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Hoffmann, R. A wiki for the life sciences where authorship matters. Nature Genetics (2008)

A link between rhodopsin and disc membrane cyclic nucleotide phosphodiesterase. Action spectrum and sensitivity to illumination.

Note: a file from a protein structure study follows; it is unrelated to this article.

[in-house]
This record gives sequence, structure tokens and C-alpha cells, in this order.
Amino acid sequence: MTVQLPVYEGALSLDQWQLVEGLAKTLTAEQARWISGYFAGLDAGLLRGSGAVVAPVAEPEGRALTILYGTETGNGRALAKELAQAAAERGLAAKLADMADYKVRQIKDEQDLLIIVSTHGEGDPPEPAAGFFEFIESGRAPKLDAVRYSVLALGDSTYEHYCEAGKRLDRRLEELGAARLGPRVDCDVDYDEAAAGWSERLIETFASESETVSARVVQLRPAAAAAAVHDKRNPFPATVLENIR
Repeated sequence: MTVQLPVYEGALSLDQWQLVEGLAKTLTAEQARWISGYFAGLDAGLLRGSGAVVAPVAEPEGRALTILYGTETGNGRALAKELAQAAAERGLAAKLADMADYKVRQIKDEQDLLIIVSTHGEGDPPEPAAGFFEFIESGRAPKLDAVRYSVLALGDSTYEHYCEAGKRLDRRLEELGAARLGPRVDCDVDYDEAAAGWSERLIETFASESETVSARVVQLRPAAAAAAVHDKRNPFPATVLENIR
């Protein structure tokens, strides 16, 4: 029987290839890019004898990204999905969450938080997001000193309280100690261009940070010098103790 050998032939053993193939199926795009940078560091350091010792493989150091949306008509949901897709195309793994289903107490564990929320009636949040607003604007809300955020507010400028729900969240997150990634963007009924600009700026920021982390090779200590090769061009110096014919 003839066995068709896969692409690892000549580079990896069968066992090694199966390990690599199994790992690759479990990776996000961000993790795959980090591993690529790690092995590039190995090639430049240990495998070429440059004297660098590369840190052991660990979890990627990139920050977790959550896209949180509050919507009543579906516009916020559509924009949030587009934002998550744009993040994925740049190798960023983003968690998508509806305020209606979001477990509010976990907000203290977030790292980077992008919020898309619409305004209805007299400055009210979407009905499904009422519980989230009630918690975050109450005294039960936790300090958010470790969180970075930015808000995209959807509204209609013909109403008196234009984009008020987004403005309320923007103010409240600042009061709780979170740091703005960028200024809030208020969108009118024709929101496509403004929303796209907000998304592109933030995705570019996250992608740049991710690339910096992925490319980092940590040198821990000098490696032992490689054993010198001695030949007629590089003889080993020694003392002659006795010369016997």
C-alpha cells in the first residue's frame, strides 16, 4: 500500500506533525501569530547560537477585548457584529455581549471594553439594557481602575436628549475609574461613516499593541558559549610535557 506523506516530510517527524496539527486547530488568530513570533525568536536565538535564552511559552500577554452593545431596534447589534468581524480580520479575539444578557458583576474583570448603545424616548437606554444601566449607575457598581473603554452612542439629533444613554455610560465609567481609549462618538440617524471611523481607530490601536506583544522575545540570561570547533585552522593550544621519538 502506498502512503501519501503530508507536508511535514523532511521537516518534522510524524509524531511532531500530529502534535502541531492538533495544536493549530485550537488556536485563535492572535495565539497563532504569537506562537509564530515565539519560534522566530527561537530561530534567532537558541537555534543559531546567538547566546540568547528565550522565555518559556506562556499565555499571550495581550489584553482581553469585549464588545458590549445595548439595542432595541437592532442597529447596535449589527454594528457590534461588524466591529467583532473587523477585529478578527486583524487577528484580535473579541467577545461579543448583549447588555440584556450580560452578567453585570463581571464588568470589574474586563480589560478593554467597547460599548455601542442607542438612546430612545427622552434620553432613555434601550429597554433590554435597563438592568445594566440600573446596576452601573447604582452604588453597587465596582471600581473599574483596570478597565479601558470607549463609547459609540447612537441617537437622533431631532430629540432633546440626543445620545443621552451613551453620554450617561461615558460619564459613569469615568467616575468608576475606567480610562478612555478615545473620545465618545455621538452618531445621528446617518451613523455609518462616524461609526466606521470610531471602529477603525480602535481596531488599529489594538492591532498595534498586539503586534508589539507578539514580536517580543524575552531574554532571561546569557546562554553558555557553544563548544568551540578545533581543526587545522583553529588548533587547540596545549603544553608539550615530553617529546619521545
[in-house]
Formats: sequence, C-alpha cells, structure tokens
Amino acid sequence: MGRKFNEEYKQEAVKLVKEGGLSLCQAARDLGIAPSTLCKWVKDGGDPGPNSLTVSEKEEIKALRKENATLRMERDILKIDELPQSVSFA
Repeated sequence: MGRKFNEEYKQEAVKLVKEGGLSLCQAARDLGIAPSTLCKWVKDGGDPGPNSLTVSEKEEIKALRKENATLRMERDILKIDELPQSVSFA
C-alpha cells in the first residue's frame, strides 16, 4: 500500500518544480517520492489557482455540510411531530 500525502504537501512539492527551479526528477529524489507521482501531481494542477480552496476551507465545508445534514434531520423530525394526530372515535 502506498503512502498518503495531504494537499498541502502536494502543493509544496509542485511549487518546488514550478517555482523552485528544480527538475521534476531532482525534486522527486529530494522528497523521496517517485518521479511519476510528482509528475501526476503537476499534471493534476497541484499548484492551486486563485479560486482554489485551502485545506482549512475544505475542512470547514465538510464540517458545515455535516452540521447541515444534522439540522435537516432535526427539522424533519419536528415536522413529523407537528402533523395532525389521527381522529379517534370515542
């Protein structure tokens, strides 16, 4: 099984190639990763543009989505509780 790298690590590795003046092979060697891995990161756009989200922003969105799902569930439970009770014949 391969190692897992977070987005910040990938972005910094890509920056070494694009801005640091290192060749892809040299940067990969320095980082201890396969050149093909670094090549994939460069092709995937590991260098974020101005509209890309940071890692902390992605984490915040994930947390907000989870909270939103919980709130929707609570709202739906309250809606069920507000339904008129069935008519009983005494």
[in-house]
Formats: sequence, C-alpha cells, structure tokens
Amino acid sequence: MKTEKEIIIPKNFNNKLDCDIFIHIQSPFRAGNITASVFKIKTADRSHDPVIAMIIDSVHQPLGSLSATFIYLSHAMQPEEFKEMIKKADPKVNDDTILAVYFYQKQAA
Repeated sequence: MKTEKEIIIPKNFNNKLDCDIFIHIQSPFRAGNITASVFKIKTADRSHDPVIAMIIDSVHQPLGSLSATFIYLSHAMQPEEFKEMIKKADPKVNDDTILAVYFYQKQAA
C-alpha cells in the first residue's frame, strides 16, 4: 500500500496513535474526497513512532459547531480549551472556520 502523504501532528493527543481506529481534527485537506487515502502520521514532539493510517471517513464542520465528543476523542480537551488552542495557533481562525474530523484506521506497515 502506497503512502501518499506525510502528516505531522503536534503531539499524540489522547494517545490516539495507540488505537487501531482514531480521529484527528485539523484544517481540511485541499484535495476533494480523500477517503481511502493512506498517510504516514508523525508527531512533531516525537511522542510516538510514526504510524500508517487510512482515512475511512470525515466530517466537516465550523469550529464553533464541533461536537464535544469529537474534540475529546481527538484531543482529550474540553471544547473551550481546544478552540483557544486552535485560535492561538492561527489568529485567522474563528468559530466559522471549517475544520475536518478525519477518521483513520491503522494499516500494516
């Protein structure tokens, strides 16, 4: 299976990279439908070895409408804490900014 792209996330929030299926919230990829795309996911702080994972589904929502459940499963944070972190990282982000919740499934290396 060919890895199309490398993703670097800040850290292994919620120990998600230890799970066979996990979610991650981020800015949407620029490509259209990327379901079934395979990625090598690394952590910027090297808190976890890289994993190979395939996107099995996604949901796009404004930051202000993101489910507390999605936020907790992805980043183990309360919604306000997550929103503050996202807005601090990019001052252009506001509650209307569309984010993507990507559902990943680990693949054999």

Frog (Rana pipiens) rod outer segment disc membranes contain guanosine 3',5'-cyclic monophosphate phosphodiesterase (EC which, in the presence of ATP, is stimulated 5- to 20-fold by illumination. The effectiveness of monochromatic light of different wavelengths in activating phosphodiesterase was examined. The action spectrum has a maximum of 500 nm, and the entire spectrum from 350 to 800 nm closely matches the absorption spectrum of rhodopsin, which is apparently the pigment which mediates the effects of light on phosphodiesterase activity. trans-Retinal alone does not mimic light. Half-maximal activation of the phosphodiesterase occurs with a light exposure which bleaches 1/2000 of the rhodopsins. Half-maximal activation can also be achieved by mixing 1 part of illuminated disc membranes in which the rhodopsin is bleached with 99 parts of unilluminated membranes. Regeneration of bleached rhodopsin by addition of 11-cis-retinal is illuminated disc membranes reverses the ability of these membranes to activate phosphodiesterase in unilluminated membranes. If the rhodopsin regenerated by 11-cis-retinal is illuminated again, it regains the ability to activate phosphodiesterase. These studies show that the levels of cyclic nucleotides in vetebrate rod outer segments are regulated by minute amounts of light and clearly indicate that rhodopsin is the photopigment whose state of illumination is closely linked to the enzymatic activity of disc membrane phosphodiesterase.[1]


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